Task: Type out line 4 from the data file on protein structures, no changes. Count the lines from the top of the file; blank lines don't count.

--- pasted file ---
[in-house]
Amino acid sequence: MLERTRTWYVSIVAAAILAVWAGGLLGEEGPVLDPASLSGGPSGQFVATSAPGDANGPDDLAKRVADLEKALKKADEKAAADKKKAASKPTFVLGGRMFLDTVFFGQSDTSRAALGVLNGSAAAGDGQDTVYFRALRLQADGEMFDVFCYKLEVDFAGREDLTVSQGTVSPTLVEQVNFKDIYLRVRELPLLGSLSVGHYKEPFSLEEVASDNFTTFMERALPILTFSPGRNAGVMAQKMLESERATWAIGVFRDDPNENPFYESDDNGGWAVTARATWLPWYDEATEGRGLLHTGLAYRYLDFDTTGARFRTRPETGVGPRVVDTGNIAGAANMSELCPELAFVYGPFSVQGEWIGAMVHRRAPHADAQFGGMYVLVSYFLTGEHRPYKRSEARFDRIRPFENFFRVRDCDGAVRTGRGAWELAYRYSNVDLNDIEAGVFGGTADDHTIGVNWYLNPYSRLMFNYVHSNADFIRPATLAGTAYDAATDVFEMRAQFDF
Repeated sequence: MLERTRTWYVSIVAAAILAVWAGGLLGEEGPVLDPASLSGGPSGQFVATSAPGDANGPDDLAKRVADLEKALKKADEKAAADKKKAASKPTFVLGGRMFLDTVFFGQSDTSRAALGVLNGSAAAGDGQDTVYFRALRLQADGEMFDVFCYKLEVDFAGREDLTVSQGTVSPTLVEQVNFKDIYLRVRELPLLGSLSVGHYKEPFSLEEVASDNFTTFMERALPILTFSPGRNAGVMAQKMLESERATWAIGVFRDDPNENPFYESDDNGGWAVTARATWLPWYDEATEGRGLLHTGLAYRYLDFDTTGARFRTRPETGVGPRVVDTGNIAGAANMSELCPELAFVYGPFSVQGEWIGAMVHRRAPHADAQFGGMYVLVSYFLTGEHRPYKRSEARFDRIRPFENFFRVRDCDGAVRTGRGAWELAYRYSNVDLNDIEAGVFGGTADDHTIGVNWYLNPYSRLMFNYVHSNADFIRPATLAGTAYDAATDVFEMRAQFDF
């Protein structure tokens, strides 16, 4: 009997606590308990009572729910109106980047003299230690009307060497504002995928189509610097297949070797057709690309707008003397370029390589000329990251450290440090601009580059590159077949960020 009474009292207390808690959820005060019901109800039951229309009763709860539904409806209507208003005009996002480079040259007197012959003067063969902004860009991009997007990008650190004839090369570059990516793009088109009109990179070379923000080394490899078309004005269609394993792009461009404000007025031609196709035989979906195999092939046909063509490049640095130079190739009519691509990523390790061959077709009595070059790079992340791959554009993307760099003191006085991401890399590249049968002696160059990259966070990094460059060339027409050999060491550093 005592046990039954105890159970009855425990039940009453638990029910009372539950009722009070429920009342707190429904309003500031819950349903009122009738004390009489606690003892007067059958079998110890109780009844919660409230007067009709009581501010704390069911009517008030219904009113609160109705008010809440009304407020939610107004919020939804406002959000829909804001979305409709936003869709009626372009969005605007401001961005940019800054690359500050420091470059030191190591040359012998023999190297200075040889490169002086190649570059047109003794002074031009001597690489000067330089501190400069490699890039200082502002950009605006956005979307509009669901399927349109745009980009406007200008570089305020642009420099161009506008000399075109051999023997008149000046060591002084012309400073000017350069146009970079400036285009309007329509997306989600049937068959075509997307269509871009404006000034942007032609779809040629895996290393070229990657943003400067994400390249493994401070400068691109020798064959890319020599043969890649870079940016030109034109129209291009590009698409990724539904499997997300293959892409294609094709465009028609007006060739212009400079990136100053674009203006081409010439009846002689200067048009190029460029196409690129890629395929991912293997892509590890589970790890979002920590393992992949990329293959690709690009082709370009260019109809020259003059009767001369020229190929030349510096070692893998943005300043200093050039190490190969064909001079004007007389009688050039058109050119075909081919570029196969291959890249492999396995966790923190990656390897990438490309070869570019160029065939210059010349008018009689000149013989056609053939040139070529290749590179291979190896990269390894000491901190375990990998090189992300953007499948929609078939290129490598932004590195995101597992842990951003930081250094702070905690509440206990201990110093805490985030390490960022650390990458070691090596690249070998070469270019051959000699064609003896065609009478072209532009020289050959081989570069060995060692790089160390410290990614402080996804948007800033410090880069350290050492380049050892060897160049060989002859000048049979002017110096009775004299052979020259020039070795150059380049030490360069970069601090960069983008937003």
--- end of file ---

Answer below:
């Protein structure tokens, strides 16, 4: 009997606590308990009572729910109106980047003299230690009307060497504002995928189509610097297949070797057709690309707008003397370029390589000329990251450290440090601009580059590159077949960020 009474009292207390808690959820005060019901109800039951229309009763709860539904409806209507208003005009996002480079040259007197012959003067063969902004860009991009997007990008650190004839090369570059990516793009088109009109990179070379923000080394490899078309004005269609394993792009461009404000007025031609196709035989979906195999092939046909063509490049640095130079190739009519691509990523390790061959077709009595070059790079992340791959554009993307760099003191006085991401890399590249049968002696160059990259966070990094460059060339027409050999060491550093 005592046990039954105890159970009855425990039940009453638990029910009372539950009722009070429920009342707190429904309003500031819950349903009122009738004390009489606690003892007067059958079998110890109780009844919660409230007067009709009581501010704390069911009517008030219904009113609160109705008010809440009304407020939610107004919020939804406002959000829909804001979305409709936003869709009626372009969005605007401001961005940019800054690359500050420091470059030191190591040359012998023999190297200075040889490169002086190649570059047109003794002074031009001597690489000067330089501190400069490699890039200082502002950009605006956005979307509009669901399927349109745009980009406007200008570089305020642009420099161009506008000399075109051999023997008149000046060591002084012309400073000017350069146009970079400036285009309007329509997306989600049937068959075509997307269509871009404006000034942007032609779809040629895996290393070229990657943003400067994400390249493994401070400068691109020798064959890319020599043969890649870079940016030109034109129209291009590009698409990724539904499997997300293959892409294609094709465009028609007006060739212009400079990136100053674009203006081409010439009846002689200067048009190029460029196409690129890629395929991912293997892509590890589970790890979002920590393992992949990329293959690709690009082709370009260019109809020259003059009767001369020229190929030349510096070692893998943005300043200093050039190490190969064909001079004007007389009688050039058109050119075909081919570029196969291959890249492999396995966790923190990656390897990438490309070869570019160029065939210059010349008018009689000149013989056609053939040139070529290749590179291979190896990269390894000491901190375990990998090189992300953007499948929609078939290129490598932004590195995101597992842990951003930081250094702070905690509440206990201990110093805490985030390490960022650390990458070691090596690249070998070469270019051959000699064609003896065609009478072209532009020289050959081989570069060995060692790089160390410290990614402080996804948007800033410090880069350290050492380049050892060897160049060989002859000048049979002017110096009775004299052979020259020039070795150059380049030490360069970069601090960069983008937003």